Photograph: Getty Images.
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The joy of only winning once: why England should be proud of 1966

We feel the glory of that triumphant moment, 50 years ago, all the more because of all the other occasions when we have failed to win.

There’s a phrase in football that I really hate. It used to be “Thirty years of hurt”. Each time the England team crashes out of a major tournament it gets regurgitated with extra years added. Rather predictably, when England lost to Iceland in Euro 2016, it became “Fifty years of hurt”. We’ve never won the European Championship and in 17 attempts to win the World Cup we have only won once. I’m going to tell you why that’s a record to cherish.

I was seven in 1966. Our telly was broken so I had to watch the World Cup final with a neighbour. I sat squeezed on my friend Colin’s settee as his dad cheered on England with phrases like “Sock it to them Bobby”, as old fashioned now as a football rattle. When England took the lead for the second time I remember thinking, what will it feel like, when we English are actually Champions of the World. Not long after I knew. It felt good.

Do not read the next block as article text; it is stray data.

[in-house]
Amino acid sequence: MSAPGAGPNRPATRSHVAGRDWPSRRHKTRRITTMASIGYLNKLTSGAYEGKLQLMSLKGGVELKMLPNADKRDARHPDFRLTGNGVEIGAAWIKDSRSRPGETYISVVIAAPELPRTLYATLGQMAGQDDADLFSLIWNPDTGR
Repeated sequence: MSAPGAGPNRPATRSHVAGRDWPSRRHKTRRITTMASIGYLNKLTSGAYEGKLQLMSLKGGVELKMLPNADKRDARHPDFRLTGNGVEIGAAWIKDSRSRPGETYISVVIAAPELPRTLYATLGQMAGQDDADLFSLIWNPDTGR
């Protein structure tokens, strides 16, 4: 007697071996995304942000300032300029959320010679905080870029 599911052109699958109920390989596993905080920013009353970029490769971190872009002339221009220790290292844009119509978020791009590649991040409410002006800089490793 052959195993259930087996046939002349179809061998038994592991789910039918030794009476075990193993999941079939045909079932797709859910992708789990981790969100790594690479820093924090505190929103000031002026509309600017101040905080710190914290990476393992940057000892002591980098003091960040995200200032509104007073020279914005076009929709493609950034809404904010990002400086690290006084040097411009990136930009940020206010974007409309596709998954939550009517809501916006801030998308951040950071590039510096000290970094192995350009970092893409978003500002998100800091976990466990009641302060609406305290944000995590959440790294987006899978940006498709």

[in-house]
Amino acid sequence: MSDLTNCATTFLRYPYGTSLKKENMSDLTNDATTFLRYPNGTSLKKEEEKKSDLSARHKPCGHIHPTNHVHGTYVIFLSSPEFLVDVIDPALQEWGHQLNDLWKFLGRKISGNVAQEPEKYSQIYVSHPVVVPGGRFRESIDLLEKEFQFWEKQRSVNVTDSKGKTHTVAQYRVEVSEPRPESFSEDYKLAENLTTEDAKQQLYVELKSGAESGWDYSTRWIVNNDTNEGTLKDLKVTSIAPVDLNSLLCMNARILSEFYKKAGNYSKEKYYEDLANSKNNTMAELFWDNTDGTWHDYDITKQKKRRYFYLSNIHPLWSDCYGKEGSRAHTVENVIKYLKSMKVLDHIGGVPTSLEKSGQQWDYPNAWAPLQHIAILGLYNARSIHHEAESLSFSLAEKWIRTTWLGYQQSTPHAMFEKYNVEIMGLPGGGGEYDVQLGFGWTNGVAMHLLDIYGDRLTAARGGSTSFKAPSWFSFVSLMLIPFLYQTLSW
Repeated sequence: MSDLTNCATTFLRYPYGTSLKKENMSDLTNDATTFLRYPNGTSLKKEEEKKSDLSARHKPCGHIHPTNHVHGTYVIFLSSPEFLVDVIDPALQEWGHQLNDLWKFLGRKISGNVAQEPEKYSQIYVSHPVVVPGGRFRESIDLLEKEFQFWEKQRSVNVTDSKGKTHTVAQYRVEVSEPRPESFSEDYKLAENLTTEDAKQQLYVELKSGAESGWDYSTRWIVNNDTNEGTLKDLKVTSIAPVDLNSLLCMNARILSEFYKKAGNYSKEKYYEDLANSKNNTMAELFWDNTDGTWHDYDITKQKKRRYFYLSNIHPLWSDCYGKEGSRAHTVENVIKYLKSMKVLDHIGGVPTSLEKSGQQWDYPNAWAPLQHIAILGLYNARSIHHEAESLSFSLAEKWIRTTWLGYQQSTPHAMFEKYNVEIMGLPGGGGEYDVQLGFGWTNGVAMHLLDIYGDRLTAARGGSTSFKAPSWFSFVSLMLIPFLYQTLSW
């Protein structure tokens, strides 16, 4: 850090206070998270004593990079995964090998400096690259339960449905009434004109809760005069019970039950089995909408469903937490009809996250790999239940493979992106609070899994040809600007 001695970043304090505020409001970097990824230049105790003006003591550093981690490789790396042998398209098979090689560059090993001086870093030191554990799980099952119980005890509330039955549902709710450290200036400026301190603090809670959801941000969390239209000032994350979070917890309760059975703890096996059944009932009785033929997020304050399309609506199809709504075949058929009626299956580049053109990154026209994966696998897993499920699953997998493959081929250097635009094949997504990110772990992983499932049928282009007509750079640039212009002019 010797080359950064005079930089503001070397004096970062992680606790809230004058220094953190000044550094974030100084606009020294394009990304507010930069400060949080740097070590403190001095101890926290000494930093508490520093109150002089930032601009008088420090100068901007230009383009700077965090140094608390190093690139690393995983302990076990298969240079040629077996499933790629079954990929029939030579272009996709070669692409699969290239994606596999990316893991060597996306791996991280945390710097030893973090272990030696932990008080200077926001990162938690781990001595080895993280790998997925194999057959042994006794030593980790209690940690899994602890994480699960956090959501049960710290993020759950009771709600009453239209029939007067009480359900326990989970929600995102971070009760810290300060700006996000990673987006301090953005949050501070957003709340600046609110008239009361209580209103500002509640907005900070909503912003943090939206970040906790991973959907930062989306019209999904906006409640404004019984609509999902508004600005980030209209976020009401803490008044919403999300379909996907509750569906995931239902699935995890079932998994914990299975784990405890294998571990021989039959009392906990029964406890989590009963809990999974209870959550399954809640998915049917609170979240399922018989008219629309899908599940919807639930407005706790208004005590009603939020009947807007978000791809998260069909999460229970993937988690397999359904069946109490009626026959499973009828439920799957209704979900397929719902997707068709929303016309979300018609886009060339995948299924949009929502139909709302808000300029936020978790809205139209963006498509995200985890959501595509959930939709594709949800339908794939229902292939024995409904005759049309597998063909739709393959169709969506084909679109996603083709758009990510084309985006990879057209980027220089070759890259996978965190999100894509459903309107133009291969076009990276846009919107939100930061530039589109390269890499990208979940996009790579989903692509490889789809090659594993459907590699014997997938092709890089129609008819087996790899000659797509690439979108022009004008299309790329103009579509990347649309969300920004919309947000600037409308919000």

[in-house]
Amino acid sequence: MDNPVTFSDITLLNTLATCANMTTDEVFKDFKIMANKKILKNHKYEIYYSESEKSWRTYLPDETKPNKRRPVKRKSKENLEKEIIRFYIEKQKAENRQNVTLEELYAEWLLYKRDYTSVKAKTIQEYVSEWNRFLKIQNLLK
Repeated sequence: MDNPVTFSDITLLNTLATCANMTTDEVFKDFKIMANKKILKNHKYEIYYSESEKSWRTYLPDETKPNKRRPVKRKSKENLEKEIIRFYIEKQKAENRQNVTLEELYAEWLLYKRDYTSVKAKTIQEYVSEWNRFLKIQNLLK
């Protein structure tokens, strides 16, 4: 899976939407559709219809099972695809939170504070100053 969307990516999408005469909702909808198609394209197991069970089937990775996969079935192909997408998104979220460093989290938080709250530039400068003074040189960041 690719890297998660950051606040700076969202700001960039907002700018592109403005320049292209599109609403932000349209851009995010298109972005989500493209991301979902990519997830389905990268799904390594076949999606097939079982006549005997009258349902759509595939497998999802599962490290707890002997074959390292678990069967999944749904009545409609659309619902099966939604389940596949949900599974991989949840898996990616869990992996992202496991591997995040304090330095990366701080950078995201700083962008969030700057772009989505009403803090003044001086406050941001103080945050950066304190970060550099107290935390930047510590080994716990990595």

Wembley Stadium, 30 July 1966, was our only ever World Cup win. But let’s imagine what it would be like if, as with our rivals, we’d won it many times? Brazil have been World Champions on five occasions, Germany four, and Italy four. Most England fans would be “over the moon” if they could boast a similarly glorious record. They’re wrong. I believe it’s wonderful that we’ve only triumphed once. We all share that one single powerful memory. Sometimes in life less is definitely more.

Something extraordinary has happened. Few of us are even old enough to remember, but somehow, we all know everything that happened that day. Even if you care little about the beautiful game, I’m going to bet that you can recall as many as five iconic moments from 50 years ago. You will have clearly in your mind the BBC commentator Kenneth Wolstenholme’s famous lines, as Geoff Hurst tore down the pitch to score his hat-trick: “Some people are on the pitch. They think it’s all over. It is now”. And it was. 4 - 2 to England against West Germany. Thirty minutes earlier the Germans had equalised in the dying moments of the second half to take the game to extra time.

More drama we all share: Geoff Hurst’s second goal. Or the goal that wasn’t, as technology has since, I think, conclusively proved. The shot that crashed off the cross bar and did or didn’t cross the line. Of course, even if you weren’t alive at the time, you will know that the linesman, one Tofiq Bakhramov, from Azerbaijan (often incorrectly referred to as “Russian”) could speak not a word of English, signalled it as a goal.